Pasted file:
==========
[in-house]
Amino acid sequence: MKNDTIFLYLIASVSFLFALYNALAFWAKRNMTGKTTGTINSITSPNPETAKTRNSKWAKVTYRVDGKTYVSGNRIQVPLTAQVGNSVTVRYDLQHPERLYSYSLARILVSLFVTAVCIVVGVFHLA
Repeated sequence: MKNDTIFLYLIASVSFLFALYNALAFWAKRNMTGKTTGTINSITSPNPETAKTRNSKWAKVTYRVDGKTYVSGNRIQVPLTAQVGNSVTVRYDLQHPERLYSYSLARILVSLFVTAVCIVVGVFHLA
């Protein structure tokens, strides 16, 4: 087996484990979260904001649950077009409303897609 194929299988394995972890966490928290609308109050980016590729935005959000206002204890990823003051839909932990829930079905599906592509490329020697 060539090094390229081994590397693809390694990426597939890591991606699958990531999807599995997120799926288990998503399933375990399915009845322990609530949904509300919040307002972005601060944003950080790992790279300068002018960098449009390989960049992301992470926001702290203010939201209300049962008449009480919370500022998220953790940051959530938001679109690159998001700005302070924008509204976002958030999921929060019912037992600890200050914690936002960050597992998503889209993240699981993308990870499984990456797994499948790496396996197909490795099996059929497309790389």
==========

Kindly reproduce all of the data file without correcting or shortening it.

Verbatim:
[in-house]
Amino acid sequence: MKNDTIFLYLIASVSFLFALYNALAFWAKRNMTGKTTGTINSITSPNPETAKTRNSKWAKVTYRVDGKTYVSGNRIQVPLTAQVGNSVTVRYDLQHPERLYSYSLARILVSLFVTAVCIVVGVFHLA
Repeated sequence: MKNDTIFLYLIASVSFLFALYNALAFWAKRNMTGKTTGTINSITSPNPETAKTRNSKWAKVTYRVDGKTYVSGNRIQVPLTAQVGNSVTVRYDLQHPERLYSYSLARILVSLFVTAVCIVVGVFHLA
């Protein structure tokens, strides 16, 4: 087996484990979260904001649950077009409303897609 194929299988394995972890966490928290609308109050980016590729935005959000206002204890990823003051839909932990829930079905599906592509490329020697 060539090094390229081994590397693809390694990426597939890591991606699958990531999807599995997120799926288990998503399933375990399915009845322990609530949904509300919040307002972005601060944003950080790992790279300068002018960098449009390989960049992301992470926001702290203010939201209300049962008449009480919370500022998220953790940051959530938001679109690159998001700005302070924008509204976002958030999921929060019912037992600890200050914690936002960050597992998503889209993240699981993308990870499984990456797994499948790496396996197909490795099996059929497309790389």